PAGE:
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Integrating livestock and produce: food safety considerations to do it safely

 Annalisa Hultberg, Extension Educator, food safety

Many produce farms raise livestock such as chickens, goats, sheep and cattle alongside their fruit and vegetable crops. Some graze the livestock in the fields or in high tunnels during the winter or in the spring before planting the vegetables. While animal-based soil amendments such as manure and poultry litter can build the health, tilth, fertility and water holding capacity of your soil, they also can pose microbial risks and should be used safely to reduce the potential for causing illness. Here are some guidelines to help you minimize any potential risk of contamination and foodborne illness as you use these soil amendments this fall and into next spring.

My animals aren't sick, how dangerous can their manure be?

The answer is that all manure can carry a risk of microbial contamination and can contain pathogens that can make people sick. While many of these pathogens are normal residents in the animals’ digestive system and do not make them sick, there’s often no way to know whether or not they carry human pathogens. For example, chickens can harbor Campylobacter  or Salmonella in their guts and rarely show signs of illness. The same is true for cows and goats that may carry E. Coli O157:H7.

These otherwise healthy animals shed pathogens in their manure, which can spread to feathers, fur, saliva, or other body parts. Therefore, farmers need to assume that anything coming from an animal or having had contact with an animal (e.g. manure, bedding, feathers, saliva) could contain those same pathogens. 

How long should I wait between applying manure or grazing my animals and harvesting produce?

The best practice when using compost that has not been fully treated is to follow the National Organic Program guidelines for "day to harvest" intervals. Wait at least 90 days between application and harvest if the produce is not grown in contact with the soil, like tomatoes. Wait at least 120 days between application and harvest if the product is grown in contact with the soil, like melons or lettuce. This will reduce the potential for contamination significantly, because if there are pathogenic microbes present in the compost the time interval will allow time for many to die off. Some might persist even after this time period though, so still continue to use caution and apply the compost so that it doesn't directly touch the edible portion of the crop.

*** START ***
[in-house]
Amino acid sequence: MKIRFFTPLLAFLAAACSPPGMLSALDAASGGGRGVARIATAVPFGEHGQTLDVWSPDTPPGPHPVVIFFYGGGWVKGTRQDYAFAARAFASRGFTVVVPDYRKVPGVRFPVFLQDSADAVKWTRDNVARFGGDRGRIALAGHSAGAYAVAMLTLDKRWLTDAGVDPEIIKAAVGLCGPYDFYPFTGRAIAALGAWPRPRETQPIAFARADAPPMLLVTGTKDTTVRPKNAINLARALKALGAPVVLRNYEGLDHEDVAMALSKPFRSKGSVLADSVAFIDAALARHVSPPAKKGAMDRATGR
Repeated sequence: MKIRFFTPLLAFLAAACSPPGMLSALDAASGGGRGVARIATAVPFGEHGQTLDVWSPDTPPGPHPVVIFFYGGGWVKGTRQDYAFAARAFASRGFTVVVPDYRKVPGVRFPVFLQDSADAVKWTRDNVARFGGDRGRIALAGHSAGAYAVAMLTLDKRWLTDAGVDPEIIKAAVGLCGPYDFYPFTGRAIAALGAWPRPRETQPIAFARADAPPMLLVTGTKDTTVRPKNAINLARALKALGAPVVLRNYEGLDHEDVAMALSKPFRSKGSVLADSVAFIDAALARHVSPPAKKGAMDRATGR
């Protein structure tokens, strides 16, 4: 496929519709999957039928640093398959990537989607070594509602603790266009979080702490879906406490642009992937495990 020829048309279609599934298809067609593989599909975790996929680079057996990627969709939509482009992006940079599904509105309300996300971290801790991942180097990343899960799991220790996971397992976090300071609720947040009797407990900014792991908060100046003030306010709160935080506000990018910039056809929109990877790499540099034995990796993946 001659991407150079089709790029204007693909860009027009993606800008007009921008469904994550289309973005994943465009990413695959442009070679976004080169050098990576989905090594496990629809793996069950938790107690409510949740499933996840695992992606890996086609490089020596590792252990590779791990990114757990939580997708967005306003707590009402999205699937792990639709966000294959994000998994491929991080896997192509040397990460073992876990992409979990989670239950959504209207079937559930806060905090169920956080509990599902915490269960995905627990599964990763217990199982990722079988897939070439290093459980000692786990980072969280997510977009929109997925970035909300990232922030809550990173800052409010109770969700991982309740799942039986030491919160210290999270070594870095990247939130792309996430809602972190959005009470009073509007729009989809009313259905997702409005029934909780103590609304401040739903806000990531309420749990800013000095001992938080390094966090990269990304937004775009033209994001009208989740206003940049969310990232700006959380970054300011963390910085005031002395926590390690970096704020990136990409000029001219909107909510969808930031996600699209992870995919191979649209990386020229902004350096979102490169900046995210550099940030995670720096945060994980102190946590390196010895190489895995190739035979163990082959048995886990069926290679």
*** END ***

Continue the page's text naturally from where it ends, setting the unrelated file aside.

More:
So when should I apply raw manure or graze animals before harvest?

On many farms the easiest way to follow the "days to harvest" intervals is to apply raw product or graze animals in the fall months, or on fallow fields. This ensures adequate time in between application and harvest. If you want to apply raw, untreated product in this spring from your animals, or graze them on land you plan to plant, ensure that you keep good records and follow the "days to harvest" intervals as outlined above.

What about chickens in my high tunnel through the winter?

If you have chickens in the high tunnel over winter to protect them, make sure to take them out of the tunnel early enough to follow the 90/120 day guidelines, which likely means it will still be winter for early season crops that might take only 30 days to mature, like lettuces. Make sure to wash all surfaces in the tunnel plastic well before planting. Putting down plastic mulch over the ground after incorporating the litter well into the soil will also reduce the potential for product contamination. Salmonella can persist in the soil depending on the concentration and number of birds in the tunnel, so proceed with caution if you are using your tunnel for poultry. Finally, consider growing lower risk products that are grown off the ground, like tomatoes, in the tunnels that have had poultry in them. 

Can I make my own fully composted manure from my animals?

Yes. You can follow NOP guidelines and fully compost the manure from your animals. Fully composted manure that has been made according to the NOP guidelines of turning, temperature and with records does not need to be applied with the 90/120 day application to harvest days guidelines. You can also purchase this product, like Sustane. 

For more information on compost and fall application, see previous post here from the manure management team at the University of Minnesota. 

This article is written in part with material by Anne Sawyer, University of Minnesota Extension, Water Resources

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